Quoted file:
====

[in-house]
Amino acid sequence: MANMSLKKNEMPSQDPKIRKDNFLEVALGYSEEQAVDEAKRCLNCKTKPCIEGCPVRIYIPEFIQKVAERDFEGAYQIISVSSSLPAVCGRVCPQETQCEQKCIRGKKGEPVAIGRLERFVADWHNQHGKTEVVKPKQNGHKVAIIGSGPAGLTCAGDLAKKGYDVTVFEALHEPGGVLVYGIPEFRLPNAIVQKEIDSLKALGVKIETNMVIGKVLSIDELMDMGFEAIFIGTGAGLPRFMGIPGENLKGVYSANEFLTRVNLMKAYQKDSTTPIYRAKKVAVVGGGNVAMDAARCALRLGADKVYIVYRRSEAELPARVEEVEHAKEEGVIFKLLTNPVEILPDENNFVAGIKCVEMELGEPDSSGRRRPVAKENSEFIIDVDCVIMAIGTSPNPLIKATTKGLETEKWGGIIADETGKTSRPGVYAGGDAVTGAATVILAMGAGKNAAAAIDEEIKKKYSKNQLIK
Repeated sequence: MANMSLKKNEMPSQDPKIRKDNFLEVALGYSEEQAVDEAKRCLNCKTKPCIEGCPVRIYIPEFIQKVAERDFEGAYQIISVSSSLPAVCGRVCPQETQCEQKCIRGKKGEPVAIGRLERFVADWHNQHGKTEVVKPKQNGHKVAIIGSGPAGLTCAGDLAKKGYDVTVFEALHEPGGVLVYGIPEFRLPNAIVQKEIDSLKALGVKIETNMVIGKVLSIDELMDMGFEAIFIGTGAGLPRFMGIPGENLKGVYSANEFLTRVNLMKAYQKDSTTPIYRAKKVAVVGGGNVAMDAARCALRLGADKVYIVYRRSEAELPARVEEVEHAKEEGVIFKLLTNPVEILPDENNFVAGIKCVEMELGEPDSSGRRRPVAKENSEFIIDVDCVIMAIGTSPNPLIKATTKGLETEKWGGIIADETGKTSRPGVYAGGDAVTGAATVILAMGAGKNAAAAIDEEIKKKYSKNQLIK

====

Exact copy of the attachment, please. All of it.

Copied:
[in-house]
Amino acid sequence: MANMSLKKNEMPSQDPKIRKDNFLEVALGYSEEQAVDEAKRCLNCKTKPCIEGCPVRIYIPEFIQKVAERDFEGAYQIISVSSSLPAVCGRVCPQETQCEQKCIRGKKGEPVAIGRLERFVADWHNQHGKTEVVKPKQNGHKVAIIGSGPAGLTCAGDLAKKGYDVTVFEALHEPGGVLVYGIPEFRLPNAIVQKEIDSLKALGVKIETNMVIGKVLSIDELMDMGFEAIFIGTGAGLPRFMGIPGENLKGVYSANEFLTRVNLMKAYQKDSTTPIYRAKKVAVVGGGNVAMDAARCALRLGADKVYIVYRRSEAELPARVEEVEHAKEEGVIFKLLTNPVEILPDENNFVAGIKCVEMELGEPDSSGRRRPVAKENSEFIIDVDCVIMAIGTSPNPLIKATTKGLETEKWGGIIADETGKTSRPGVYAGGDAVTGAATVILAMGAGKNAAAAIDEEIKKKYSKNQLIK
Repeated sequence: MANMSLKKNEMPSQDPKIRKDNFLEVALGYSEEQAVDEAKRCLNCKTKPCIEGCPVRIYIPEFIQKVAERDFEGAYQIISVSSSLPAVCGRVCPQETQCEQKCIRGKKGEPVAIGRLERFVADWHNQHGKTEVVKPKQNGHKVAIIGSGPAGLTCAGDLAKKGYDVTVFEALHEPGGVLVYGIPEFRLPNAIVQKEIDSLKALGVKIETNMVIGKVLSIDELMDMGFEAIFIGTGAGLPRFMGIPGENLKGVYSANEFLTRVNLMKAYQKDSTTPIYRAKKVAVVGGGNVAMDAARCALRLGADKVYIVYRRSEAELPARVEEVEHAKEEGVIFKLLTNPVEILPDENNFVAGIKCVEMELGEPDSSGRRRPVAKENSEFIIDVDCVIMAIGTSPNPLIKATTKGLETEKWGGIIADETGKTSRPGVYAGGDAVTGAATVILAMGAGKNAAAAIDEEIKKKYSKNQLIK